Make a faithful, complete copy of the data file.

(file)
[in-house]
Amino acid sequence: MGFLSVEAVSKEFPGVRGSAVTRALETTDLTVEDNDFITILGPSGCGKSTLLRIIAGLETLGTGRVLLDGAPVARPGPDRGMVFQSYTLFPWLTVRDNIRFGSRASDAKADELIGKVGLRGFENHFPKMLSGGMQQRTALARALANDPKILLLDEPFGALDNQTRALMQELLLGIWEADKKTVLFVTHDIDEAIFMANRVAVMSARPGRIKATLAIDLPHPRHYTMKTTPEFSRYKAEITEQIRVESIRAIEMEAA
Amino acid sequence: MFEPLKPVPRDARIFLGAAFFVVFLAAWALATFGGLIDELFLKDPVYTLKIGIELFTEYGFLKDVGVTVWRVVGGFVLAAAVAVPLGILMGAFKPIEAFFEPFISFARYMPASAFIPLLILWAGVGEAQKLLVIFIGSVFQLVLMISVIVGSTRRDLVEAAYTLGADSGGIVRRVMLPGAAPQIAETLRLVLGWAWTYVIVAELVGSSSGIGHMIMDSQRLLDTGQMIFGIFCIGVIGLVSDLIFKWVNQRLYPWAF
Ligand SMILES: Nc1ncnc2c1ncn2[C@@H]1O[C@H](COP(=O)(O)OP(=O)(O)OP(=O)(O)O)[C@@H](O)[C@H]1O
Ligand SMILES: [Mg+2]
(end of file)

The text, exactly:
[in-house]
Amino acid sequence: MGFLSVEAVSKEFPGVRGSAVTRALETTDLTVEDNDFITILGPSGCGKSTLLRIIAGLETLGTGRVLLDGAPVARPGPDRGMVFQSYTLFPWLTVRDNIRFGSRASDAKADELIGKVGLRGFENHFPKMLSGGMQQRTALARALANDPKILLLDEPFGALDNQTRALMQELLLGIWEADKKTVLFVTHDIDEAIFMANRVAVMSARPGRIKATLAIDLPHPRHYTMKTTPEFSRYKAEITEQIRVESIRAIEMEAA
Amino acid sequence: MFEPLKPVPRDARIFLGAAFFVVFLAAWALATFGGLIDELFLKDPVYTLKIGIELFTEYGFLKDVGVTVWRVVGGFVLAAAVAVPLGILMGAFKPIEAFFEPFISFARYMPASAFIPLLILWAGVGEAQKLLVIFIGSVFQLVLMISVIVGSTRRDLVEAAYTLGADSGGIVRRVMLPGAAPQIAETLRLVLGWAWTYVIVAELVGSSSGIGHMIMDSQRLLDTGQMIFGIFCIGVIGLVSDLIFKWVNQRLYPWAF
Ligand SMILES: Nc1ncnc2c1ncn2[C@@H]1O[C@H](COP(=O)(O)OP(=O)(O)OP(=O)(O)O)[C@@H](O)[C@H]1O
Ligand SMILES: [Mg+2]